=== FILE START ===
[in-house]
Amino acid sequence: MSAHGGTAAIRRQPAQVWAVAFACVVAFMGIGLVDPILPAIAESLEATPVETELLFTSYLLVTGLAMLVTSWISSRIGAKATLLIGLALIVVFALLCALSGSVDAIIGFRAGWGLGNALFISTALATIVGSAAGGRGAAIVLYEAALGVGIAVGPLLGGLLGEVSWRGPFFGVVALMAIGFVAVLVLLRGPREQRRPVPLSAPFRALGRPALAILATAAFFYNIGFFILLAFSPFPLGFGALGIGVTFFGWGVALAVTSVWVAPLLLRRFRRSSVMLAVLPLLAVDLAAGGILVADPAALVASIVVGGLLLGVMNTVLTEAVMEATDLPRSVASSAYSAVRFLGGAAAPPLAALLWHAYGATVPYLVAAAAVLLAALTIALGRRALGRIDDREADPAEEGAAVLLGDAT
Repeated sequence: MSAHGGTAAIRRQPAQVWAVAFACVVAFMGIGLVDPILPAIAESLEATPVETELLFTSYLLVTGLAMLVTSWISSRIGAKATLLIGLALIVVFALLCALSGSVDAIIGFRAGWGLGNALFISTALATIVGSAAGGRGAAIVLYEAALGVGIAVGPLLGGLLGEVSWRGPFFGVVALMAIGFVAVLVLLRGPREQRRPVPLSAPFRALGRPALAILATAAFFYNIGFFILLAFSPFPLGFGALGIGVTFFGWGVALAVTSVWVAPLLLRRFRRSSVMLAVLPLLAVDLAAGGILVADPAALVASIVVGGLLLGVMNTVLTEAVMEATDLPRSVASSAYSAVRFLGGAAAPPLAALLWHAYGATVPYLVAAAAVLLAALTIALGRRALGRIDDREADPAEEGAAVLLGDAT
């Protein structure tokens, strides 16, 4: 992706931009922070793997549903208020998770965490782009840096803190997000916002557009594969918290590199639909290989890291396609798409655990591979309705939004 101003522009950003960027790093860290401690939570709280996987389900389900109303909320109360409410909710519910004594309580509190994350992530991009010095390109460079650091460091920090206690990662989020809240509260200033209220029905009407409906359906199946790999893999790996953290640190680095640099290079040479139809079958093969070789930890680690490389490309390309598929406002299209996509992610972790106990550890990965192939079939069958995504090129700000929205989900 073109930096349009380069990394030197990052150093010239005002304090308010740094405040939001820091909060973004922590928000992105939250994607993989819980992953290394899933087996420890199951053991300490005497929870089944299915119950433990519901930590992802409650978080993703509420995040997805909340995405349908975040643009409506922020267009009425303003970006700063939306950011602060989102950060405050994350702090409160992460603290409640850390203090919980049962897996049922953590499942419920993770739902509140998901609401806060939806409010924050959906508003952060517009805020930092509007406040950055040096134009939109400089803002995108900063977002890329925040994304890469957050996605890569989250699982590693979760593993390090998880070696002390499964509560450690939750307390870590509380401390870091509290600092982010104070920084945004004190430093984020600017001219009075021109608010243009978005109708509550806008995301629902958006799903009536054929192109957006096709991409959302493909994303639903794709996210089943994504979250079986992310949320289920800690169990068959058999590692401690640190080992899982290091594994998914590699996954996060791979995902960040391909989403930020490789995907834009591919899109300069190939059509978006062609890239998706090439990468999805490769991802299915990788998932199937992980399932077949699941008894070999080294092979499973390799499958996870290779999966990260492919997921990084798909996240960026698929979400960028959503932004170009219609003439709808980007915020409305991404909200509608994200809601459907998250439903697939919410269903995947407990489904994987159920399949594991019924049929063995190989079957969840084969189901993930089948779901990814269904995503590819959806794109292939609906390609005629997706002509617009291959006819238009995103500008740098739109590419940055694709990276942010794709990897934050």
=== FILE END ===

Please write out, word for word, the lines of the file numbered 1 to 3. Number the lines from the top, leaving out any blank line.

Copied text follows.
[in-house]
Amino acid sequence: MSAHGGTAAIRRQPAQVWAVAFACVVAFMGIGLVDPILPAIAESLEATPVETELLFTSYLLVTGLAMLVTSWISSRIGAKATLLIGLALIVVFALLCALSGSVDAIIGFRAGWGLGNALFISTALATIVGSAAGGRGAAIVLYEAALGVGIAVGPLLGGLLGEVSWRGPFFGVVALMAIGFVAVLVLLRGPREQRRPVPLSAPFRALGRPALAILATAAFFYNIGFFILLAFSPFPLGFGALGIGVTFFGWGVALAVTSVWVAPLLLRRFRRSSVMLAVLPLLAVDLAAGGILVADPAALVASIVVGGLLLGVMNTVLTEAVMEATDLPRSVASSAYSAVRFLGGAAAPPLAALLWHAYGATVPYLVAAAAVLLAALTIALGRRALGRIDDREADPAEEGAAVLLGDAT
Repeated sequence: MSAHGGTAAIRRQPAQVWAVAFACVVAFMGIGLVDPILPAIAESLEATPVETELLFTSYLLVTGLAMLVTSWISSRIGAKATLLIGLALIVVFALLCALSGSVDAIIGFRAGWGLGNALFISTALATIVGSAAGGRGAAIVLYEAALGVGIAVGPLLGGLLGEVSWRGPFFGVVALMAIGFVAVLVLLRGPREQRRPVPLSAPFRALGRPALAILATAAFFYNIGFFILLAFSPFPLGFGALGIGVTFFGWGVALAVTSVWVAPLLLRRFRRSSVMLAVLPLLAVDLAAGGILVADPAALVASIVVGGLLLGVMNTVLTEAVMEATDLPRSVASSAYSAVRFLGGAAAPPLAALLWHAYGATVPYLVAAAAVLLAALTIALGRRALGRIDDREADPAEEGAAVLLGDAT